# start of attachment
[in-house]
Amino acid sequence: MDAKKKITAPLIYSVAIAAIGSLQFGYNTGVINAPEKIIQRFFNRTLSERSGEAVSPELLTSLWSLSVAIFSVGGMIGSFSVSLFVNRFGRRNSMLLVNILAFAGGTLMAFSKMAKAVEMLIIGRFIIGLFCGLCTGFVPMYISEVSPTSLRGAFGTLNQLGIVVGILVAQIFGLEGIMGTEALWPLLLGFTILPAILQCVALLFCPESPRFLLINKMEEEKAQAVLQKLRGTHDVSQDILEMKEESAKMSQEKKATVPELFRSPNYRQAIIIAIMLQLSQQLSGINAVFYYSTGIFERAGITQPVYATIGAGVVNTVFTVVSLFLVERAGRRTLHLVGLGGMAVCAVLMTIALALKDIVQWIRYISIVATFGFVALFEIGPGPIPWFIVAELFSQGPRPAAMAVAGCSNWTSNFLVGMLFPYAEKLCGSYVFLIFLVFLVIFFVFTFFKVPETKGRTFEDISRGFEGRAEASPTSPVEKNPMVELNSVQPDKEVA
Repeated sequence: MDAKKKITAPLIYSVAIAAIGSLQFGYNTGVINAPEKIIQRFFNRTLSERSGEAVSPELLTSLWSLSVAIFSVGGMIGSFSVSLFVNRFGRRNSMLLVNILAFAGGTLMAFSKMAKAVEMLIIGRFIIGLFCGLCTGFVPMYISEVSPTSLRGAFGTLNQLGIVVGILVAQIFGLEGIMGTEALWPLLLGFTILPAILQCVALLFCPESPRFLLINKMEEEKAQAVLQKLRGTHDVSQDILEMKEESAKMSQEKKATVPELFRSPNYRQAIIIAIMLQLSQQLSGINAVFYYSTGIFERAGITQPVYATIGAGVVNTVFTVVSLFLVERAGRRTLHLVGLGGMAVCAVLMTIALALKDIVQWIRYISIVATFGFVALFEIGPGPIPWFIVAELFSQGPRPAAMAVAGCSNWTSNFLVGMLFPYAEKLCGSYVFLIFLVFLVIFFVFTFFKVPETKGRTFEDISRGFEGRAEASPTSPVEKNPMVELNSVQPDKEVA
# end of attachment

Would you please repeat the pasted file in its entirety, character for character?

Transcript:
[in-house]
Amino acid sequence: MDAKKKITAPLIYSVAIAAIGSLQFGYNTGVINAPEKIIQRFFNRTLSERSGEAVSPELLTSLWSLSVAIFSVGGMIGSFSVSLFVNRFGRRNSMLLVNILAFAGGTLMAFSKMAKAVEMLIIGRFIIGLFCGLCTGFVPMYISEVSPTSLRGAFGTLNQLGIVVGILVAQIFGLEGIMGTEALWPLLLGFTILPAILQCVALLFCPESPRFLLINKMEEEKAQAVLQKLRGTHDVSQDILEMKEESAKMSQEKKATVPELFRSPNYRQAIIIAIMLQLSQQLSGINAVFYYSTGIFERAGITQPVYATIGAGVVNTVFTVVSLFLVERAGRRTLHLVGLGGMAVCAVLMTIALALKDIVQWIRYISIVATFGFVALFEIGPGPIPWFIVAELFSQGPRPAAMAVAGCSNWTSNFLVGMLFPYAEKLCGSYVFLIFLVFLVIFFVFTFFKVPETKGRTFEDISRGFEGRAEASPTSPVEKNPMVELNSVQPDKEVA
Repeated sequence: MDAKKKITAPLIYSVAIAAIGSLQFGYNTGVINAPEKIIQRFFNRTLSERSGEAVSPELLTSLWSLSVAIFSVGGMIGSFSVSLFVNRFGRRNSMLLVNILAFAGGTLMAFSKMAKAVEMLIIGRFIIGLFCGLCTGFVPMYISEVSPTSLRGAFGTLNQLGIVVGILVAQIFGLEGIMGTEALWPLLLGFTILPAILQCVALLFCPESPRFLLINKMEEEKAQAVLQKLRGTHDVSQDILEMKEESAKMSQEKKATVPELFRSPNYRQAIIIAIMLQLSQQLSGINAVFYYSTGIFERAGITQPVYATIGAGVVNTVFTVVSLFLVERAGRRTLHLVGLGGMAVCAVLMTIALALKDIVQWIRYISIVATFGFVALFEIGPGPIPWFIVAELFSQGPRPAAMAVAGCSNWTSNFLVGMLFPYAEKLCGSYVFLIFLVFLVIFFVFTFFKVPETKGRTFEDISRGFEGRAEASPTSPVEKNPMVELNSVQPDKEVA